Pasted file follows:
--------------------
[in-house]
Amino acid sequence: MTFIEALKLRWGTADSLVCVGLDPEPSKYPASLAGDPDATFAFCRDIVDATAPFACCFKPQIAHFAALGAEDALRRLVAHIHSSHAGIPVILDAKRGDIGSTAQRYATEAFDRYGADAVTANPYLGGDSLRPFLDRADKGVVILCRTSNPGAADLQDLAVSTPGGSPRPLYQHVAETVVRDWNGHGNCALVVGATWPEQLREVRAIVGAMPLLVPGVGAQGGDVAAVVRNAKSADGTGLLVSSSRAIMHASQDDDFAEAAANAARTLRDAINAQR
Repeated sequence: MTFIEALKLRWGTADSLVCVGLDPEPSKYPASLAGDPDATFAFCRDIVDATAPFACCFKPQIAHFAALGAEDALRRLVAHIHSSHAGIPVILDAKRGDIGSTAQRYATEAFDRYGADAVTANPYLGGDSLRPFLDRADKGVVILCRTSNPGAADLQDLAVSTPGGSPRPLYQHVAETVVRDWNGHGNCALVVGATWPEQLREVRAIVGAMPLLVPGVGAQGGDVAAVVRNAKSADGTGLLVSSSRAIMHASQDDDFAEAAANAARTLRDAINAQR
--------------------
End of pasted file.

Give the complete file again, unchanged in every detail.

[in-house]
Amino acid sequence: MTFIEALKLRWGTADSLVCVGLDPEPSKYPASLAGDPDATFAFCRDIVDATAPFACCFKPQIAHFAALGAEDALRRLVAHIHSSHAGIPVILDAKRGDIGSTAQRYATEAFDRYGADAVTANPYLGGDSLRPFLDRADKGVVILCRTSNPGAADLQDLAVSTPGGSPRPLYQHVAETVVRDWNGHGNCALVVGATWPEQLREVRAIVGAMPLLVPGVGAQGGDVAAVVRNAKSADGTGLLVSSSRAIMHASQDDDFAEAAANAARTLRDAINAQR
Repeated sequence: MTFIEALKLRWGTADSLVCVGLDPEPSKYPASLAGDPDATFAFCRDIVDATAPFACCFKPQIAHFAALGAEDALRRLVAHIHSSHAGIPVILDAKRGDIGSTAQRYATEAFDRYGADAVTANPYLGGDSLRPFLDRADKGVVILCRTSNPGAADLQDLAVSTPGGSPRPLYQHVAETVVRDWNGHGNCALVVGATWPEQLREVRAIVGAMPLLVPGVGAQGGDVAAVVRNAKSADGTGLLVSSSRAIMHASQDDDFAEAAANAARTLRDAINAQR